Louisiana is full of character – and characters – and photographer Brian Smale covered plenty of both during multiple projects for Emeril Lagasse cookbooks. “Technically, these were cookbook shots. But the assignment was more like, ‘go to New Orleans and shoot anything or anyone that has to do with food,’ Brian says.

A couple stands in front of their fruit stand covered with homemade signs, from photographer Brian Smale

“That first job turned into several years of going down there and exploring the culture and flavors of Louisiana, for three cookbooks and restaurant displays,” Brian says. The project took him from catfish streams to pepper farms, front porches to fruit stands.

A man holds two giant catfish, from photographer Brian Smale

“Emeril was a dream to work with,” says Brian. “He’s full of ideas and was open to just about anything I wanted to shoot. He just trusted me to bring back what we needed.” With no art director on the project, Brian and Emeril worked together on the vision, with Brian executing alone or with an assistant.

A man in a field with his hat pulled low over his eyes, from photographer Brian Smale

Asked whether he got star struck, Brian laughs. “Back then, Emeril was just getting started, so there weren’t any distractions of celebrity. He’s the sweetest guy you’ll ever meet.” And, it turns out, useful in other ways. When Brian brought another client to Emeril’s restaurant without a reservation, Emeril instructed the host to find a table for him in the crowded restaurant. That client is now Brian’s wife.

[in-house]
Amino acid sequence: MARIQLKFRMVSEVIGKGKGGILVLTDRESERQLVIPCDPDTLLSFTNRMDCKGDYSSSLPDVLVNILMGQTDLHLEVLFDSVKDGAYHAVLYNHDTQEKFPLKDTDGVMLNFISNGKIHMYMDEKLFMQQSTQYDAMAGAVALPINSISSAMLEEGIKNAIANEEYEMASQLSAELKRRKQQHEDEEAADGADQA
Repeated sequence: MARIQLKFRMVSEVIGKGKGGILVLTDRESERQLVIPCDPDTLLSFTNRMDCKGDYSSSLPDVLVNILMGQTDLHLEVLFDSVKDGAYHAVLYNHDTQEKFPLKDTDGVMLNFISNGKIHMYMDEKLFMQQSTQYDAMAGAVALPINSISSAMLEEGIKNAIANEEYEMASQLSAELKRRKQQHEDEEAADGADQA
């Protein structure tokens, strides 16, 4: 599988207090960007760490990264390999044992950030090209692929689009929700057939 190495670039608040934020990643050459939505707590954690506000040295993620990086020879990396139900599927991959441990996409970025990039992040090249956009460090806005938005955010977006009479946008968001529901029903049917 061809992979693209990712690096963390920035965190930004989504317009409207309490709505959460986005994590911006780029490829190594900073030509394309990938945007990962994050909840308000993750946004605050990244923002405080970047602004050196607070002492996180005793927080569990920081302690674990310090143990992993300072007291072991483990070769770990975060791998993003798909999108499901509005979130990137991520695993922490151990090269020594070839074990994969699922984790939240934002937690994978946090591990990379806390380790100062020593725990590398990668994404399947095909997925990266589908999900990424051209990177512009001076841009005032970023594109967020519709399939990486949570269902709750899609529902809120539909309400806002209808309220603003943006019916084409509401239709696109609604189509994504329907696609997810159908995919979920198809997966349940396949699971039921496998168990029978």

A man holding a boat pole wears a “where’s the beef” shirt, from photographer Brian Smale

Over his highly productive career, Brian has partnered with A-list clients from Rolling Stone magazine to Microsoft to USAA, constantly developing and refining his approach to portrait work along the way. He is also recognized for his portfolio of landscape and corporate work.

A farmworker shoulders a heavy box of peppers, from photographer Brian Smale

“I really try to bring something new everytime,” says Brian. “You say ‘portait’ and everyone pictures a head and shoulders shot. But I think of it as photographing people, and there are a million ways to do that.” You can see more of Brian’s commercial, portrait and personal work right here.

A man sits on the porch steps playing his fiddle, from photographer Brian Smale